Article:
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Monday, December 09, 2019 {{ new Date().getDay() }}

The Power Of Jill Biden — And The Women Her Husband Trusts

When Barack Obama won the presidency, many tipped a hat to Michelle Obama, his wife and partner, including Barack Obama himself. It was true in 2008 that the candidate was a smart man, a gifted orator and an exceptional politician as he broke through to become the first Black president of the United States. But he could not have done it without Michelle Obama.

That's my take, anyway.

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What’s In Kamala's Name? Identity, Pride, And Love

Every person's name is special. It demands respect.

I learned how seriously I felt about that at a pre-coronavirus conference, when a speaker who fancied himself Don Rickles but came off more like the rude uncle at a holiday party, prefaced his remarks with a self-styled roast. It supposedly poked "fun" at the attendees, including, apparently, those he barely knew. (And frankly, except for an occasional greeting at conferences past, I did not know this man from a can of paint.)

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Trump’s Reckless Conduct Endangers White House Workers

Despite the late nights and long hours that took my father away more than this daddy's girl would have liked, he never stopped being my hero. I knew that when he finished his day job, changed clothes and headed to his extra shifts tending bar or waiting tables for local caterers, he was doing it for a reason. Lots of them, actually —my mom, two sisters, two brothers and me.

For someone as proud as he was, it was a sacrifice because of what he had to put up with from people with a lot more money and a lot less character. They treated him like he was "invisible," or worse, and he put up with it, for us.

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Shut Up And Act? Tell That To Donald Trump

After refusing to weigh in on previous presidential contests, Dwayne "The Rock" Johnson has endorsed Joe Biden and Kamala Harris in the 2020 race, lending his star power — while looking quite buff after a coronavirus scare — to a video with the Democratic ticket.

Cue the naysayers with the familiar refrain of "who cares" and "stick to acting," conveniently ignoring the reality show-starring, tabloid-exploiting résumé of the man in the White House. Donald Trump's Tuesday night debate performance was light on policy, but heavy on drama and fireworks, which is how he and his supporters like it. Though when the president encouraged the far-right Proud Boys to "stand back" and "stand by," the act became all too real for anyone who cares about the "United" States.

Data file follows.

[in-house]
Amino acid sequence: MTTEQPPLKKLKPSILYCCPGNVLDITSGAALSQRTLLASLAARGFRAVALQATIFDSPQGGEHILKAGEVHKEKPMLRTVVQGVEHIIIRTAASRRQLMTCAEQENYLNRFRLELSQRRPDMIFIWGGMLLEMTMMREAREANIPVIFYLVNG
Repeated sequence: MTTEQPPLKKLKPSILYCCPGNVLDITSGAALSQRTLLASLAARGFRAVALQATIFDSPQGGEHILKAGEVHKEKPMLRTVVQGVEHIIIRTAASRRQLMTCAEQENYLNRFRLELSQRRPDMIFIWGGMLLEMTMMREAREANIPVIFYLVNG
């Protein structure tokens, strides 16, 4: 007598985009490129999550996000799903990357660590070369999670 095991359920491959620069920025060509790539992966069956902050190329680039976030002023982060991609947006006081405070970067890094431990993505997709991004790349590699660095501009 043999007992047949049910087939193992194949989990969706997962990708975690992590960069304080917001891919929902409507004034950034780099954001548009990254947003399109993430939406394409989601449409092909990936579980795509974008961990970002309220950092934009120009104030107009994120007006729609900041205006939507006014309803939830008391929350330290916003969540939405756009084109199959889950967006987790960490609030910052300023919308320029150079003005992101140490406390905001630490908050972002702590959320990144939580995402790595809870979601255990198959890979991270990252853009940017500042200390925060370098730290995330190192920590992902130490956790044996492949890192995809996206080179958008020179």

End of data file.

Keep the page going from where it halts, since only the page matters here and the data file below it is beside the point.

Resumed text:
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Trump’s ‘Good Genes’ Remark Is A Harbinger Of Unending Struggle

It was one of lawyer Ruth Bader Ginsburg's cases before she took her place on the Supreme Court or in pop culture memes. It is only occasionally mentioned, perhaps because the details illuminated a truth people prefer to look away from, so they can pretend that sort of thing could never happen here.

But something terrible did happen, to a teenager, sterilized in 1965 without fully consenting or understanding the consequences in a program that continued into the 1970s in the state of North Carolina. The girl became a woman whose marriage and life crashed before her story became the basis of a lawsuit Ginsburg filed in federal court that helped expose the state's eugenics program. While North Carolina's was particularly aggressive, other states implemented their own versions, long ago given a thumbs up by the U.S. Supreme Court in a 1927 decision written by Justice Oliver Wendell Holmes Jr.

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How To Keep The Faith When Religion And Politics Divide Us

In a recent phone conversation — a catch-up during COVID isolation — a longtime friend talked of a memory that seemed especially relevant these days. A fellow cradle Catholic, whom I met at a Catholic university, she recalled how startled she was on entering my childhood parish for my decades-ago wedding and finding herself surrounded by statues of the saints and Christ on the cross, familiar to her but so very different. The faces and hands and pierced feet were painted black, so unlike anything she had experienced growing up.

It stopped her, until she realized how appropriate the scene was. Of course, these representations would be reimagined in the image of those who gathered and worshipped in this particular holy place, located in the heart of West Baltimore.

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Returning To His Roots, Trump Promotes Racial Discrimination In Housing

As polls show his base stagnant and his poll numbers dropping, Donald Trump has decided to replay an old favorite. While trying to strike fear of the invading "other" is right out of the 1968 playbook of both Richard Nixon and George Wallace, it's also a tactic Trump honed at his father's knee. It makes perfect sense for Trump in trouble to return to what he knows — and he knows all about shutting the literal and figurative door on Black folks moving into white neighborhoods.

In the 1970s, Trump and his father, Fred Trump — president and chairman, respectively, of Trump Management — were named as defendants in lawsuits brought by the Justice Department, accusing them of turning away African Americans who applied to rent apartments in some of the company's buildings. That would be breaking the letter and spirit of the Fair Housing Act of 1968, something that was by no means the exception among property owners of the time.